Sunday, April 25, 2021

Further Ammopelmatus Frustrations...

Man, I know Ammopelmatus haven't really been bred with much success in the past, but not having any knowledge of proper post breeding husbandry for females can really make a keeper wanna pull their hair out... I'm sad to report that my second mated A.pictus female also died prematurely, I assume due to being eggbound, so once again I had to cut the eggs she didn't lay out of her abdomen once she had passed. 😑

This time, the female at least laid 5 eggs herself before dying, which is a higher amount than the other female laid, (formerly I thought the previous, smaller female only laid 1 egg before dying, but I found a second egg in her old substrate recently, so that brings her total of laid eggs to 2). I'm quite disappointed that I couldn't get this larger female to lay eggs normally either, but at least the eggs still within her seem just as developed as the ones she laid, so I am again optimal that they'll all hatch. I got a total of 37 viable looking eggs from this female (surprisingly, there were more empty dud looking eggs inside this female than in my smaller female).

So, if this second female truly died from being eggbound like the last female did (which seems to be the case at first glance), then it would seem that after a successful mating, female Ammopelmatus should be fed VERY infrequently, if fed anything at all. Maybe one big meal right after mating, and that's it... 🤔
Either that, OR A.pictus have different care requirements than the SoCal Ammopelmatus I'm used to keeping, and are actually just a finicky species with very particular substrate and/or humidity requirements for oviposition... 🤷 Hard to tell, considering there is no real baseline for difficulty levels between different Ammopelmatus species, and this is only my second attempt at breeding this genus... That's another reason why I'd really like to get my hands on some more species soon, the more experience I get with a wide variety of Ammopelmatus species, the better chance I'll have at cracking the code to creating a repeatable breeding methodology. 

Also, unfortunately both my adult males have passed away now, I honestly assume due to old age, Ammopelmatus males don't live terribly long as adults and these were WC as adults, so who knows how old they were. It's possible shipping them as adults may also have contributed to a shorter lifespan, I don't like shipping adults of most inverts for that reason, but in this case it was necessary to get them into culture. Sadly, this means my subadult female will go unmated, which is unfortunate, but I'll at least get a better idea of how long this species typically lives as adults, since I'll have reared her to adulthood myself and can fully document her adult lifespan.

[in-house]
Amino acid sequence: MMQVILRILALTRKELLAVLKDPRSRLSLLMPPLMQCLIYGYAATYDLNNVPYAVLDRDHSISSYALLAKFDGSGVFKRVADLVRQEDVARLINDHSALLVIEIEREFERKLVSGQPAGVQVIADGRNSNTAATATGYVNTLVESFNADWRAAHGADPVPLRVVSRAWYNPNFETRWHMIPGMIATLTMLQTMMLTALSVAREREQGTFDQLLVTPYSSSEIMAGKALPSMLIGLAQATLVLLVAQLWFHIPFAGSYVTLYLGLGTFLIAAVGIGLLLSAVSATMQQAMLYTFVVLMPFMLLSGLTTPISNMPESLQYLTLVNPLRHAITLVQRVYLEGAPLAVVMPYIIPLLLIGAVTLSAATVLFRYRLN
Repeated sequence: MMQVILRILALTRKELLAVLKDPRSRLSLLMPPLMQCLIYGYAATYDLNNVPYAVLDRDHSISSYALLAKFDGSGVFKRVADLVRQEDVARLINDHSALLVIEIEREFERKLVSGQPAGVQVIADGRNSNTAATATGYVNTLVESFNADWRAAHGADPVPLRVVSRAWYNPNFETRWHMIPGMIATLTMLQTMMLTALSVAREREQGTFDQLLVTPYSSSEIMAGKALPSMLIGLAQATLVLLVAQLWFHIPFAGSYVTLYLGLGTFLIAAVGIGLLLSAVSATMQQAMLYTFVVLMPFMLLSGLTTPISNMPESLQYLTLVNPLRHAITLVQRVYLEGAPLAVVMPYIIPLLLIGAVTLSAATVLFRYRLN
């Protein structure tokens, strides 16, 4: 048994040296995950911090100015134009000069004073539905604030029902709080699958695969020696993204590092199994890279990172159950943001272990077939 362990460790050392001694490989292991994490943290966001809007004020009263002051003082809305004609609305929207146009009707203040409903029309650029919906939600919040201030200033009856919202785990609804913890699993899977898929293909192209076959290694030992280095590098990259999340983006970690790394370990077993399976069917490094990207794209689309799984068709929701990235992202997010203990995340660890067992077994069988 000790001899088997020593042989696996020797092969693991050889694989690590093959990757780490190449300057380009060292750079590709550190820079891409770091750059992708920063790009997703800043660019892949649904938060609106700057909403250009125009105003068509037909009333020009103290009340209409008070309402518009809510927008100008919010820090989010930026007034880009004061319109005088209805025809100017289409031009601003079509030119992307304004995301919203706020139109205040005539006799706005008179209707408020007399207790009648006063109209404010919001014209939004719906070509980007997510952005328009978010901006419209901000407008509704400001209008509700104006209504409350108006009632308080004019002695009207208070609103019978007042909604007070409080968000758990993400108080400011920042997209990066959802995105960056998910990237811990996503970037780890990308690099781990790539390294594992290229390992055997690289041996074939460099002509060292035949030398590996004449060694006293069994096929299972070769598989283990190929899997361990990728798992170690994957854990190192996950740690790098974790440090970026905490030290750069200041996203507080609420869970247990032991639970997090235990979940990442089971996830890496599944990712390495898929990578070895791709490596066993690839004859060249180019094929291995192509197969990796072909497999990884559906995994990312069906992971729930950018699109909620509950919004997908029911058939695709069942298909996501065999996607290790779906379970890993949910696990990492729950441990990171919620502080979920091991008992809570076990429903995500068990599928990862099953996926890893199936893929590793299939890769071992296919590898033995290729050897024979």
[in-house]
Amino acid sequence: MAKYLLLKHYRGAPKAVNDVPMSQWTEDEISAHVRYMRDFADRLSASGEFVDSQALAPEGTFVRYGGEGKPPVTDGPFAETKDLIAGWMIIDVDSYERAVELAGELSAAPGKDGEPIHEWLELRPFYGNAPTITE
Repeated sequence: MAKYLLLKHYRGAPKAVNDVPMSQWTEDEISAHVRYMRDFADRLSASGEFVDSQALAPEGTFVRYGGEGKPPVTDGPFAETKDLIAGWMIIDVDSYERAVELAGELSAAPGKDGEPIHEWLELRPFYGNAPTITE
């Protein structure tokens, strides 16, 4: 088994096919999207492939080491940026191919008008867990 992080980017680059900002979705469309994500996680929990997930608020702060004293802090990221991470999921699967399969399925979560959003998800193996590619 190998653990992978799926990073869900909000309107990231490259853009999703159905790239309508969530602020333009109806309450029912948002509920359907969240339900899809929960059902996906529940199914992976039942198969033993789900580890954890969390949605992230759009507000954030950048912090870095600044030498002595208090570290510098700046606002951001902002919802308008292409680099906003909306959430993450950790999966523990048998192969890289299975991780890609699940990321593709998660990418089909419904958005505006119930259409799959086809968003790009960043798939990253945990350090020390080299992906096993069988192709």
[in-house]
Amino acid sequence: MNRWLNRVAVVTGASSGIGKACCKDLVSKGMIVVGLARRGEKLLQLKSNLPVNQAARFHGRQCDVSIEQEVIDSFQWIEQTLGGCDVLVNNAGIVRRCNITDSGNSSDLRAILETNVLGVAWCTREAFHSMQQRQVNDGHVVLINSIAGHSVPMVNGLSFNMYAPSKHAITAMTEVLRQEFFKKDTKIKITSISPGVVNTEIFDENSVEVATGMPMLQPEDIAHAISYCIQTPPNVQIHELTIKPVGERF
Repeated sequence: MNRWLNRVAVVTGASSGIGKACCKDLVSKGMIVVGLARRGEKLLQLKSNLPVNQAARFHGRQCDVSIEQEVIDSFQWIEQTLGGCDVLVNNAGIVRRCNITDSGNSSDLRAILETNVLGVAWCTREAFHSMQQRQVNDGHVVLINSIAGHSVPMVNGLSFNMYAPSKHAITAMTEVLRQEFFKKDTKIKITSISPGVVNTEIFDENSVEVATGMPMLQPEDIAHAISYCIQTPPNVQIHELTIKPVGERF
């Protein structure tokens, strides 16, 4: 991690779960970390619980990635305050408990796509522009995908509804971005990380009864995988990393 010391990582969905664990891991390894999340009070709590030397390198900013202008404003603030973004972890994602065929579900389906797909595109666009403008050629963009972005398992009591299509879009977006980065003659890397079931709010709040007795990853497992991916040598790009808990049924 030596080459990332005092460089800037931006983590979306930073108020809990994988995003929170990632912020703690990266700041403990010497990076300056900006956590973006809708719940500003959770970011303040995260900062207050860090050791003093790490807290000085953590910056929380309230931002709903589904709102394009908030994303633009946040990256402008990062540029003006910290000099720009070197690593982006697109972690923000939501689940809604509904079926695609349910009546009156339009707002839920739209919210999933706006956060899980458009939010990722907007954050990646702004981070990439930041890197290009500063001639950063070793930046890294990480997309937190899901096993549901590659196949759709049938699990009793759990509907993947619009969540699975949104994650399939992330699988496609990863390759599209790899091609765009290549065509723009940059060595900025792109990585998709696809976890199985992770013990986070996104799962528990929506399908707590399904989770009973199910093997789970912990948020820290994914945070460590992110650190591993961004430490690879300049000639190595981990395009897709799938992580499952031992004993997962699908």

Here are some pictures of my subadult female, never showed her off after she molted to a subadult in my care:

As you can see she's got some grain mites attached to her legs and around her eyes, a little unsightly, but nothing serious, I've inoculated her enclosure with predatory mites which will hopefully eliminate the problem. 

In any case, my main hope is that all these eggs will hatch, in total I have 78 viable looking eggs, so if I can hatch the majority out, this will still be a huge win for the fledgling Jerusalem cricket hobby! 🤞😅 I'll have plenty of individuals to test different methodologies on myself, and may be able to send some off to other interested parties as well. I honestly suspect getting the eggs to hatch will be the easy part, the only hurdles I see going forward will be rearing the hatchlings, (something no one seems to have done before on account of a lack of captive hatches, so IDK how difficult it will be), and breeding the adults again in the future; hopefully I can figure out how to prevent the females getting eggbound and/or how to induce proper oviposition. I almost wonder if female Ammopelmatus truly ARE supposed to oviposit all their eggs at once in a little chamber like the old (but mostly outdated) literature says, because all the viable eggs inside these females were at the same stage of development, which I feel is unusual for eggs laid only once a day or so... 🤔 But everyone who's kept them in captivity and has gotten eggs from their females always reports them laying eggs singly throughout the substrate, so IDK.

Anyways, that's gonna do it for this post, thanks for reading, stay safe, and I'll see you all next time! 😉

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